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Women seekers honor the dharma at Wat Butom

Women seekers honor the dharma at Wat Butom

Anyone visiting any of Cambodia's wats is sure to have

seen Buddhist "nuns."

Dressed in white and black, older Khmer women live

and work in most temples.

These holy women play an essential though

back-ground role. Unpaid, they help out to honor monks, learn more about

Buddhism and accumulate merit for their next life.

Traditionally,

Buddhist wats were the center of Khmer village life. Even today wats are not

just places of worship, religious teaching and contemplation, though these are

their primary functions.

They also serve as student dormitories,

playgrounds for children, foster homes for unwanted dogs and cats and sometimes

hospitals for the sick and mentally ill who have no place else to turn.

At a wat the transcendental and the concrete meet. Older women have

committed the balance of their lives to cook, clean, protect and allow monks to

withdraw from the mainstream of life.

Ung Yeem and Bon Seem live at Wat

Butom, located across from the National Assembly. Wat Butom is unique with its

varied and numerous stupas.

It is slowly being re-built after years of

abuse and disuse. Bon is a formal member of the hierarchy at the wat and Ung is

a volunteer who has created a niche for herself.

Ung, 44, lives in the

largest stupa at the wat, "protecting it" and "keeping it clean."

When

she has money, she cooks for the monks, preparing food for all those who have

not got enough through begging.

Ung says there are 86 monks of both

Theravada Buddhist sects - Mahalika and Thomayut - at the wat and all are

welcome to share the food she cooks.

Bon Seem, 63, also lives and works

at Wat Butom. With five other nuns she spends her time cooking, cleaning and

caring for the 40 monks of the Theravada discipline who are assigned to the

temple.

When she came to the wat she underwent a period of testing and

assessment. After learning everything a nun has to know she was accepted by the

head monk.

Ung may have the most interesting home in Phnom Penh. From

the outside, the stupa she lives in is magnificent. It towers a hundred feet

over-head, immaculate in white and gold.

Buried in its heart are two

larger than life statues which stand guard over numerous small passageways that

are inches deep in human ash and bone chips.

Ung says the ashes of Khmer

Kings are stored in the three hundred year old stupa.. The golden chalices in

which Ung says the "Royal Remains" were stored are now gone, and the ashes and

chips remain piled thickly in the low and intricately connected corridors.

Ung sleeps, unafraid, on a rice mat laid in the entrance of the stupa,

and cooks daily within its shadow.

Both Bon and Ung have withdrawn from

the normal flow of life to honor the monks. Ung is a widow, her husband died

during the Pol Pot regime.

Bon left her family behind to come to the

wat, she has four children, all but one, she says, is married.

Two of

Ung's three children are still single, she left them in 1987 to live at the wat

as it was just starting to be re-inhabited by monks.

"I came here to help

the monks and to re-build the wat," Ung says. Bon expects to spend the "rest of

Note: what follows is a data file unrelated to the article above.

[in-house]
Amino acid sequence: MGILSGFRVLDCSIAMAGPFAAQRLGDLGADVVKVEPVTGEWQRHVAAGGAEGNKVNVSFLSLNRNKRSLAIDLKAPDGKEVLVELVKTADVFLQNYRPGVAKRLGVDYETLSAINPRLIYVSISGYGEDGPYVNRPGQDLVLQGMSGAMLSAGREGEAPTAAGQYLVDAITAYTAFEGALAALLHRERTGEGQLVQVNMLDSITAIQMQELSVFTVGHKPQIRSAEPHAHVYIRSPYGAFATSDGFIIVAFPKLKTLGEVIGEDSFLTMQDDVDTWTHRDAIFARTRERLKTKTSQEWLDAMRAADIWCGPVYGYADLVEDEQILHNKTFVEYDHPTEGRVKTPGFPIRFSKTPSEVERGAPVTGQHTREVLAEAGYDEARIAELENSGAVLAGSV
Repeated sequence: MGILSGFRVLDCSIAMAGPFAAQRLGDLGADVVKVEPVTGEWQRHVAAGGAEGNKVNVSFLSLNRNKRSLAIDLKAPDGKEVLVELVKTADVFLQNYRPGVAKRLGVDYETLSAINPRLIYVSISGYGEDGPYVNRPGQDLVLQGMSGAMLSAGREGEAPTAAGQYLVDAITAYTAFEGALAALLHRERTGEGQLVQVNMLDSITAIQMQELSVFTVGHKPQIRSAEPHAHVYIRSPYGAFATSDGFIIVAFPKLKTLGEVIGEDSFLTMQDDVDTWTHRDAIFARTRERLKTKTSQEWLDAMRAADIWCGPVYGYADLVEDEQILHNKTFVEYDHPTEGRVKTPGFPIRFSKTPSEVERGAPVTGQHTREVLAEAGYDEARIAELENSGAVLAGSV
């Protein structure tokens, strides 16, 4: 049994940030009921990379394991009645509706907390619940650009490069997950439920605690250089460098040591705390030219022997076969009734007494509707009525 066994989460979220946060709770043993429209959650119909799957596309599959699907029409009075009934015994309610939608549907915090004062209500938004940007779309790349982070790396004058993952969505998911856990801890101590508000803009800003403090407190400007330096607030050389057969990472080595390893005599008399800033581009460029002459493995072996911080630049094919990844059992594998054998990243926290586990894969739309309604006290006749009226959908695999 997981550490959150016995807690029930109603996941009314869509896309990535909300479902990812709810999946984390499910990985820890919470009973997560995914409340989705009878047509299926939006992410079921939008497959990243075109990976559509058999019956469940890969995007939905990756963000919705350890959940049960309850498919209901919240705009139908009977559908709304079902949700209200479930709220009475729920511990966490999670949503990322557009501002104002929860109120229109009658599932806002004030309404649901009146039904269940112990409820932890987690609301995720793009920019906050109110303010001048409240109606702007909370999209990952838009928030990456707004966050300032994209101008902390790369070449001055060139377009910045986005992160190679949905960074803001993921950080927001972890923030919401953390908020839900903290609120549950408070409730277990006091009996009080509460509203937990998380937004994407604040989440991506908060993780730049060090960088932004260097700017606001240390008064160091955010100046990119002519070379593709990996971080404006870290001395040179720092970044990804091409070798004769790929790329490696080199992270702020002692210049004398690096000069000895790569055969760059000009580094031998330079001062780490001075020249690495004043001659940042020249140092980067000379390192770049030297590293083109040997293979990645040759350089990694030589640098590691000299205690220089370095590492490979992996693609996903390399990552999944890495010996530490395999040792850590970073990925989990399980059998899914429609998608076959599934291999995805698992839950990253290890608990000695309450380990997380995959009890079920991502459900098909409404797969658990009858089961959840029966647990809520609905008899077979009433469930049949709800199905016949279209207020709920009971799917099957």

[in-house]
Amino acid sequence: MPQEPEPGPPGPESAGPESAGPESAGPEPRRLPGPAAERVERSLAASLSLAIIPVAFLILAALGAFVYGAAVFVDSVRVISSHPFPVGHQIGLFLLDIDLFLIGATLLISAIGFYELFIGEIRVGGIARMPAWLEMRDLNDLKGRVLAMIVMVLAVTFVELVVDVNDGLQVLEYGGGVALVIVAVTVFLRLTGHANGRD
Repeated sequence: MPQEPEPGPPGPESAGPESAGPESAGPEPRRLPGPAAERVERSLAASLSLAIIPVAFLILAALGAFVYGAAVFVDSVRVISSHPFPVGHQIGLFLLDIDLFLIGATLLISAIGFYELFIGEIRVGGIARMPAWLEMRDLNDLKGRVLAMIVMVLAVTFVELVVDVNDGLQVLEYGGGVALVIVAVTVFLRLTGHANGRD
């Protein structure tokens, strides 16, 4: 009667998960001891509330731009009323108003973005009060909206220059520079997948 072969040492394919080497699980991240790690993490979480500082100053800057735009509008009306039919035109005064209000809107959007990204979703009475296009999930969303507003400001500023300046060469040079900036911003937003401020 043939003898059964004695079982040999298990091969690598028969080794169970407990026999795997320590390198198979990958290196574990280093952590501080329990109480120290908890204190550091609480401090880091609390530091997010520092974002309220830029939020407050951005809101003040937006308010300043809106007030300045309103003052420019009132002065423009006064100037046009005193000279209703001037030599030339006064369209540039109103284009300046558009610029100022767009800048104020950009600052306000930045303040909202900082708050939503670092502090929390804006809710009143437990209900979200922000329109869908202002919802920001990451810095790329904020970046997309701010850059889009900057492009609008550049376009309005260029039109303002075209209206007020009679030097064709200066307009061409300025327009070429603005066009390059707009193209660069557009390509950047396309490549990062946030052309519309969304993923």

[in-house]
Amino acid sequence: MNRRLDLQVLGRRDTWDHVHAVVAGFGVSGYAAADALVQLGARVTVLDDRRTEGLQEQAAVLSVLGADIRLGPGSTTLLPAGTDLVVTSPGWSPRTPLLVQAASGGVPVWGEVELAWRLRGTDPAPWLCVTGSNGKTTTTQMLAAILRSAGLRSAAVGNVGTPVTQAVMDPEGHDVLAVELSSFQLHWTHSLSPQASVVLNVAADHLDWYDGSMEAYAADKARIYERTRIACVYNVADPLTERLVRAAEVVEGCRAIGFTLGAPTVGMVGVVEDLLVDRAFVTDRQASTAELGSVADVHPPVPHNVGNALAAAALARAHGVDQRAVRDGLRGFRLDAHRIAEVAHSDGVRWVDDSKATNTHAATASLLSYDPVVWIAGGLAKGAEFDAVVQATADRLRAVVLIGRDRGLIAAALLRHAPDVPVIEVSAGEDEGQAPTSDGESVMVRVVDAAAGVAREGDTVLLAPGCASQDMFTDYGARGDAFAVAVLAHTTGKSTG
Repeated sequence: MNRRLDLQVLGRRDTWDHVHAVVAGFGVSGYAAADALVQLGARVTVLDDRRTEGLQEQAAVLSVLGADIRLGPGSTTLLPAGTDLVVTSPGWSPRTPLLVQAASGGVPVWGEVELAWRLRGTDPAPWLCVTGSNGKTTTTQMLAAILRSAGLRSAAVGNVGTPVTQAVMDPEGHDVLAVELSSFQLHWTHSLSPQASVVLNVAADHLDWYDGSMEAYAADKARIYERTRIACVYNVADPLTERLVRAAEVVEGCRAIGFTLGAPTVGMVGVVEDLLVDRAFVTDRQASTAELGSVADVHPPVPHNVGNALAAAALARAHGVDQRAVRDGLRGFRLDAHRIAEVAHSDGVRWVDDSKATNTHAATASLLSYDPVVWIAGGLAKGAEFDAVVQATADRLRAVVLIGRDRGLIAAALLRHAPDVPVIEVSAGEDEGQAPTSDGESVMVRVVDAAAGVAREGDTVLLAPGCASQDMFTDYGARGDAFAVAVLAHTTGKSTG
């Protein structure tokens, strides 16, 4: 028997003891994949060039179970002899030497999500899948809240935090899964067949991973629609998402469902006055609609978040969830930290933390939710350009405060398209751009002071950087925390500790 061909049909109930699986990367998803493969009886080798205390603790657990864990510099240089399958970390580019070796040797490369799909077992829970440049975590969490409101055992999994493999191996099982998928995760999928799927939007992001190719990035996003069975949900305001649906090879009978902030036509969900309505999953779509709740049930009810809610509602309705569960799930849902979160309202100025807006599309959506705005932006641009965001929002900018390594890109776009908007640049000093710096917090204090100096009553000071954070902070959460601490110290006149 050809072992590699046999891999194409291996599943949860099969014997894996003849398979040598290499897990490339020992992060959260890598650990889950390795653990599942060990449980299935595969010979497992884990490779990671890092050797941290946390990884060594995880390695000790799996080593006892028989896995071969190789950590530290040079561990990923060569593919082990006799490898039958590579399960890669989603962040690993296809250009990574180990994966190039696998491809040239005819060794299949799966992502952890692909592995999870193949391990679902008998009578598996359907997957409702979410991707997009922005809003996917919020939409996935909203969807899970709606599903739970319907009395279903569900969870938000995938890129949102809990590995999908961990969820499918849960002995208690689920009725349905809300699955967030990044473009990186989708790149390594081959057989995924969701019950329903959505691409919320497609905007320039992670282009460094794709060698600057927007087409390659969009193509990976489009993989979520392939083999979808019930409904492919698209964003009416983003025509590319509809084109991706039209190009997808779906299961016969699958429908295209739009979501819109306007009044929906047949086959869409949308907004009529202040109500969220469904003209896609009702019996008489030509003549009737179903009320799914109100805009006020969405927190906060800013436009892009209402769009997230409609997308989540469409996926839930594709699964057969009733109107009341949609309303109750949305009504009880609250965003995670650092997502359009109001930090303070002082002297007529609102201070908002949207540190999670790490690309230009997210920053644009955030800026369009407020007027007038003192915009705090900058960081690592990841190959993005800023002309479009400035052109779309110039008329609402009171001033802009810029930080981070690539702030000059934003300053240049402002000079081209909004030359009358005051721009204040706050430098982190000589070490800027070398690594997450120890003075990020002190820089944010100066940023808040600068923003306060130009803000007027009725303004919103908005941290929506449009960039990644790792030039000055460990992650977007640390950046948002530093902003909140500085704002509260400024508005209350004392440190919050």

her life" at the wat.

Bon Seem says life at the wat is difficult as

everyone is completely dependent on the generosity of people in the area to

provide food for monks.

The head of the committee of the wat disburses

10,000 riel to her each day for market purchases.

On only two days a

month she prepares food for 40 monks. On the other 28 days, she and the other

nuns prepare food for only two monks.

On both occasions they prepare the

single daily meal the monks eat. The other monks beg for food or go to Ung's

out-door "kitchen".

But some days Ung has no money and when begging does

not provide enough food for the monks, all go a little hungry.

Bon Seem's

primary concern is the welfare of the monks. The chairman of the committee of

the wat says that if there were no "nuns", then monks would have to cook for

themselves.

But since they are not allowed to buy food they would have

to depend on begging.

Some monks said if that happened, they would

probably ask their students to help.

At Wat Butom, as at many wats in

Phnom Penh, students from the provinces live in dilapidated dormitories in order

to attend school.

There are as many as 200 students here, the monks say.

In addition, a small primary school lies on the wat's grounds.

Bon says

four of the nuns with whom she works are real "nuns."

They seem

distinguishable only in that they, like the monks in this order, are not allowed

to touch or use money.

Nuns are required to follow ten precepts; they

follow "ten disciplines."

Ung Yeem tries to learn more about Buddhism and

to live a holy life. She says she follows all of the "10 disciplines" except for

the rule of not handling money.

She says: "If I follow all ten

disciplines, there would be no food".

"Following the disciplines makes

the heart and mind clear and gives one sympathy for all living things," she

says.

There are three levels: the "five disciplines," the "eight

disciplines" and the "ten disciplines".

Traditionally, children were

encouraged to practice five disciplines but this seems to be less and less

common.

The five are: do not steal, lie, drink alcohol, or kill animals

and do practice celibacy.

Those who practice the eight also commit

themselves to go without evening meals, avoid dancing, not visit cinemas and

generally not got out.They are required to sleep on the simplest of low wooden

beds.

For the monk, the ten disciplines are just the first level of

religious commitment. They are the first things that novice monks, for example,

are required to do.

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